A lot of people volunteer because their parents, school, or employer require them to log some hours. There are also those who happily keep regular volunteer gigs for years under no duress. As part of the first group, I spent my high school years candy-striping at a newly built, nearly empty suburban hospital, bouncing from the ER to the OB ward to the gift shop in search of patients, or, at least, something to do. I came away with the conviction that volunteerism was synonymous with tedium. Through my college years and twenties, I took part in the occasional road clean-up or food pantry sorting day, always with my eye on the clock and the air of someone doing penance for their own good fortune.
That changed when I became an AmeriCorps volunteer. At 30, I signed up to spend 1,700 hours mentoring truant elementary school students. The problem: a year of eight-hour school days equals about 1,500 hours. My fellow corps members and I were on our own to come up with at least two hundred hours of time spent volunteering for non-profits. We did group volunteer events, shared tips, and struck out on our own to get those hours, which we documented painstakingly in Excel spreadsheets. In the process, I learned that the even the purest volunteerism is ultimately driven by self-interest. The payment for volunteer work is new relationships, increased self-esteem, and the satisfaction of helping a pet cause. That’s what keeps people going back year after year.
I learned how to be one of the happy long-term volunteers by trial and error. For me and for each of my fellow AmeriCorps volunteers, those extra 200 hours ranged from tedious non-starters to priceless life-changing experiences. My hours (all 1,700 of them) taught me that volunteerism isn’t penance. It’s happiness. Here’s my formula for a positive volunteer experience:
Serve a population you care about
Any issue—environmental, social, medical, political, or otherwise—that’s had an impact on your life is a good place to start. Don’t volunteer for something because you think you should. Do it because you’re already devoted to helping.
When I started at the elementary school, I was absolutely terrified. I was able to overcome my anxieties because the kids were so disarming. I persisted through awkward moments and the humiliations of not knowing anything about the culture and “rules” of the school because I fell in love with those kids immediately. I wanted to make their lives better.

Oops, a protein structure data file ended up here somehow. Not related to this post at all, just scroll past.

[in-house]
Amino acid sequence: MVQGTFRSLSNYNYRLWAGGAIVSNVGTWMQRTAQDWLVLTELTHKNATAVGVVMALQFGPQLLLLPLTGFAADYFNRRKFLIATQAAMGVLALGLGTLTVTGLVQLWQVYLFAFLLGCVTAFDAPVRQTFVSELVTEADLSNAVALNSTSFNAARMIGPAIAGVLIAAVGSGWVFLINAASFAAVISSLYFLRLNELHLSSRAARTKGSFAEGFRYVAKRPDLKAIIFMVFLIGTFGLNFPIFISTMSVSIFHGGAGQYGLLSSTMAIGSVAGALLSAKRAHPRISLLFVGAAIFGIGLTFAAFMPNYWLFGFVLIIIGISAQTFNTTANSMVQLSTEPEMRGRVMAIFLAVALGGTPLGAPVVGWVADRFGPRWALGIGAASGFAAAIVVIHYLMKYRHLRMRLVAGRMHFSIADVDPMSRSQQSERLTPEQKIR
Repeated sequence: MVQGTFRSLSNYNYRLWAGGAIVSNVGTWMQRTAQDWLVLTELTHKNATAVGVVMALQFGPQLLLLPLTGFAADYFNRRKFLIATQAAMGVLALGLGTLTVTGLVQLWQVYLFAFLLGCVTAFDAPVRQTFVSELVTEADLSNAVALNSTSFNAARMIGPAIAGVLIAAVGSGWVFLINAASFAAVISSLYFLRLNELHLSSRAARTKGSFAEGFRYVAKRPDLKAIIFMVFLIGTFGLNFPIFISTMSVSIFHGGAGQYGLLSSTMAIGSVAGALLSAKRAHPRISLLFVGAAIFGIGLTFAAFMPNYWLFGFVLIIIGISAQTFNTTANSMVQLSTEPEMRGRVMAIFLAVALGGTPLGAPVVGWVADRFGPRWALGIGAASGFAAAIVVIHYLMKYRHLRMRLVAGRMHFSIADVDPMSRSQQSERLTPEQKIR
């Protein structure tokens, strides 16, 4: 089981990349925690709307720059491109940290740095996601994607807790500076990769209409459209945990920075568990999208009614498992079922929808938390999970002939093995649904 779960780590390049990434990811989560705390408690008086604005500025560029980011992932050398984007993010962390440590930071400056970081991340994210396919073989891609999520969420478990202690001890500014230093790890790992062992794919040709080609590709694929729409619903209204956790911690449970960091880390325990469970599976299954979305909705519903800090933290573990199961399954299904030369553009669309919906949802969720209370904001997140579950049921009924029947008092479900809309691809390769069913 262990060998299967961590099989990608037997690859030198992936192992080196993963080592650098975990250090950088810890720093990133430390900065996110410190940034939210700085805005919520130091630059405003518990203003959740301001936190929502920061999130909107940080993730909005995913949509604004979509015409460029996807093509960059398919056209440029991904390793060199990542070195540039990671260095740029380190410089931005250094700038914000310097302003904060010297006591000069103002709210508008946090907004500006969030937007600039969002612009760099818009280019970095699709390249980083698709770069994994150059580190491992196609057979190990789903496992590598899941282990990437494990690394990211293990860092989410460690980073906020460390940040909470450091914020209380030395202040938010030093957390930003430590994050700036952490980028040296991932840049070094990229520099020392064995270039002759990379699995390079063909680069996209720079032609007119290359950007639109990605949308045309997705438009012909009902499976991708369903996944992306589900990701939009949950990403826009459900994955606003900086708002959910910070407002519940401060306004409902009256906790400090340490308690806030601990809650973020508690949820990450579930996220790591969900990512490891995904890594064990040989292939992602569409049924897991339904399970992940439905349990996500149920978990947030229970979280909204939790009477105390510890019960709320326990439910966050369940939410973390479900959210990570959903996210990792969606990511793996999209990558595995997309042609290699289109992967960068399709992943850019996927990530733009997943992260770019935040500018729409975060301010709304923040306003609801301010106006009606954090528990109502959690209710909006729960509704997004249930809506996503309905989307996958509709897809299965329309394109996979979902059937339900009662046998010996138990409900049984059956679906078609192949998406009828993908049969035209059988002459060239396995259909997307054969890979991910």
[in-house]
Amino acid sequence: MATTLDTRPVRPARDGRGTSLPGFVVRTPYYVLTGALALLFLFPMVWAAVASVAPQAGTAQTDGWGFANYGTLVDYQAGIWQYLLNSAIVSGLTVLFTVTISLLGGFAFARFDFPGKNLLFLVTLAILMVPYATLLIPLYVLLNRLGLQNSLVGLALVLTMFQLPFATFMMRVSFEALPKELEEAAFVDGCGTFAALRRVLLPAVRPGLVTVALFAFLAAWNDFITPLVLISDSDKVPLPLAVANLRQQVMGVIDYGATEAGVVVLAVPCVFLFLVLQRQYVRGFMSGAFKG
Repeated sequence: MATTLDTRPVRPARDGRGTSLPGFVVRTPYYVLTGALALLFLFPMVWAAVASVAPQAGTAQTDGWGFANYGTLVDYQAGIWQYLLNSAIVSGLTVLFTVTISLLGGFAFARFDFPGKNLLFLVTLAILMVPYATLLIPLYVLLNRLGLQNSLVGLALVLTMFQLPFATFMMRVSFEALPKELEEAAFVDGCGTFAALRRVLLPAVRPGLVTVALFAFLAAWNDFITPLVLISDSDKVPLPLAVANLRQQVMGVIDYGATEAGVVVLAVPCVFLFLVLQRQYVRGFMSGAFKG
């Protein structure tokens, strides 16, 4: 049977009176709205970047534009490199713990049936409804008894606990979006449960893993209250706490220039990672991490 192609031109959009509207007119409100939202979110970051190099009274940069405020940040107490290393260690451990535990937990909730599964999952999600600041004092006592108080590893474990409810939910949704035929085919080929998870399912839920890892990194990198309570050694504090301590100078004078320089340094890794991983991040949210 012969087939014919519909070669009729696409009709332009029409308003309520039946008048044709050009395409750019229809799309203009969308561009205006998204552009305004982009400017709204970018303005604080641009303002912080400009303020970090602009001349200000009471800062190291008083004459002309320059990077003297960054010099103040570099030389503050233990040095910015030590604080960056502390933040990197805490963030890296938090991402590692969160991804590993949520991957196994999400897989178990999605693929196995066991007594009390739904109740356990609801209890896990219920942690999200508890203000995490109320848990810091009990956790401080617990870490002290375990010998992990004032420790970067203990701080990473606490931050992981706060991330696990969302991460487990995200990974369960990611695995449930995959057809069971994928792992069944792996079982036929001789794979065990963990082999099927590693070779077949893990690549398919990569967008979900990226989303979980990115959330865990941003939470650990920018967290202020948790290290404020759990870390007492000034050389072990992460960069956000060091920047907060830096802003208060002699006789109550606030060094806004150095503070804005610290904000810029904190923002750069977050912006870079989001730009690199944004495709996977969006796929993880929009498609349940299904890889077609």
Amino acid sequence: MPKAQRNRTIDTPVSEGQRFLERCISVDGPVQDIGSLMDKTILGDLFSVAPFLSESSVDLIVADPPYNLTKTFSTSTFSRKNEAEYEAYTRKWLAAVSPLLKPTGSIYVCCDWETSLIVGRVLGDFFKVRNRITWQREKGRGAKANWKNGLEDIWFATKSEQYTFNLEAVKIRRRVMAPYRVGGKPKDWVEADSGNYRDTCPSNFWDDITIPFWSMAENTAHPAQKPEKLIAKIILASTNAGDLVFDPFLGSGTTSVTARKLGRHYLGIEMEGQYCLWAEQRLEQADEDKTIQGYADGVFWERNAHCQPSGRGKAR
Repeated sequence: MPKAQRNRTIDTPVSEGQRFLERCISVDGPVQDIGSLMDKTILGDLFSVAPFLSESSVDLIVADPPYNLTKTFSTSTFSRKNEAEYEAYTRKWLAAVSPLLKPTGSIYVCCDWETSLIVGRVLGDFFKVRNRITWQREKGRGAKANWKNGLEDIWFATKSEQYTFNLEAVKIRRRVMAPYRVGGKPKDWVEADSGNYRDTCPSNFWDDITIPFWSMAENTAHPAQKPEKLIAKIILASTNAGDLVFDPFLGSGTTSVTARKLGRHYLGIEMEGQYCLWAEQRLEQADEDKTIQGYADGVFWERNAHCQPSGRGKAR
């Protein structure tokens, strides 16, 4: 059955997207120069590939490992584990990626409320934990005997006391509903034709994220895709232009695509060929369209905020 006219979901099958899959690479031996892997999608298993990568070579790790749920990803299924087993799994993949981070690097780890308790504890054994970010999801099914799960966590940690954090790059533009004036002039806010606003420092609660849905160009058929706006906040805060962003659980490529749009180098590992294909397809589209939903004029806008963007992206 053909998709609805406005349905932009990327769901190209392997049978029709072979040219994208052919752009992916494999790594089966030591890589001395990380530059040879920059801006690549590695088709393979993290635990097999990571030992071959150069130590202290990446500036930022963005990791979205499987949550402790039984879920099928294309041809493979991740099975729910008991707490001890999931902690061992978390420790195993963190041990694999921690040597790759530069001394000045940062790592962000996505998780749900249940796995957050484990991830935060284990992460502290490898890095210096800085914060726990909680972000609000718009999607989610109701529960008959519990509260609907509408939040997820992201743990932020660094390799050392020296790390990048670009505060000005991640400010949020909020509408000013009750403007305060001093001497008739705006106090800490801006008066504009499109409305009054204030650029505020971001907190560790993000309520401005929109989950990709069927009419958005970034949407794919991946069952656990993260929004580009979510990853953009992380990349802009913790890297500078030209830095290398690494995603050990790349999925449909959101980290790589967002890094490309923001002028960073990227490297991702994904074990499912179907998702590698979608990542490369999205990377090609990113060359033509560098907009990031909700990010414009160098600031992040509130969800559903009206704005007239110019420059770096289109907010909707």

At the time, my mother had been diagnosed with cancer for three years. To pick up an extra hour or two each week, I taught yoga classes at my city’s Gilda’s Club. Every time, the students were vocal about their gratitude. I went home feeling like I’d symbolically helped my mother, which settled my nerves even as her condition grew worse. Three years later, I still volunteer there.
Give something that is personally meaningful to you.
Yoga had been essential to me for years at that point, and sharing it was the greatest feeling in the world. When the principal at my school asked me to focus on literacy and reading with my students, I was energized because I loved to read. I didn’t want the kids to miss out on the joys of reading for the rest of their lives, so my job felt like the most important thing in the world. My friend Nicole, an animal lover, spent hours upon hours transporting orphaned dogs and cats to their new foster homes. Aaron, a musician, started an after-school music club, where the kids wrote and recorded their own songs on his Mac. Each of us had a pet project for the after-school hours that the others probably wouldn’t have committed to. For the most part, those were our favorite volunteer gigs.
Serve a real, existing need.
Do your research. Even in our most fortunate communities, you don’t have to go far to find need. I will never forget my mother’s first Thanksgiving after her cancer diagnosis. After we ate a delicious meal prepared by friends, volunteers from my parents’ church insisted on leaving us 12 turkey dinners in Styrofoam boxes. My father bundled up and delivered them to a family under an overpass about five miles away. The volunteer spirit is a beautiful thing, but not worth much if it’s misdirected.
Accept failure. Move on when the time comes.
Some non-profits are so overburdened and in need of help that their existing staff can’t effectively marshal volunteers. These organizations typically respond to offers of volunteers in two ways: 1) with enthusiasm, gratitude, and no follow-up or 2) not at all. It can be devastating when things don’t get off the ground, especially if the organization seems like a perfect fit. The best thing to do in these situations is move on—if you dwell, you may lose momentum. When it’s hard to find volunteer opportunities, personal connections and volunteermatch.com can be lifesavers.
Do it! You’ll feel great.
A couple weeks ago, I wrote this email to my old AmeriCorps boss:
What are you guys doing for Martin Luther King Day? I miss the service way of life!
He replied that the current corps would spend the morning at the school district’s clothes closet, and I was welcome to join them. During my service year, my friends and I had spent hours on our feet in the disheveled warehouse area, sorting and tagging bag after bag of donated clothes (and discarding the occasional mystery item). It had never been our favorite place to volunteer, but I had the desire to do something for someone else that day. I met this year’s volunteers, sorted coats, and caught up on the news with Ben and his assistant, Kristen. After stopping by the bathroom and washing my arms up to the elbows, I walked out into the sunny winter day with a smile on my face.
Rachel Mack lives in Louisville, KY.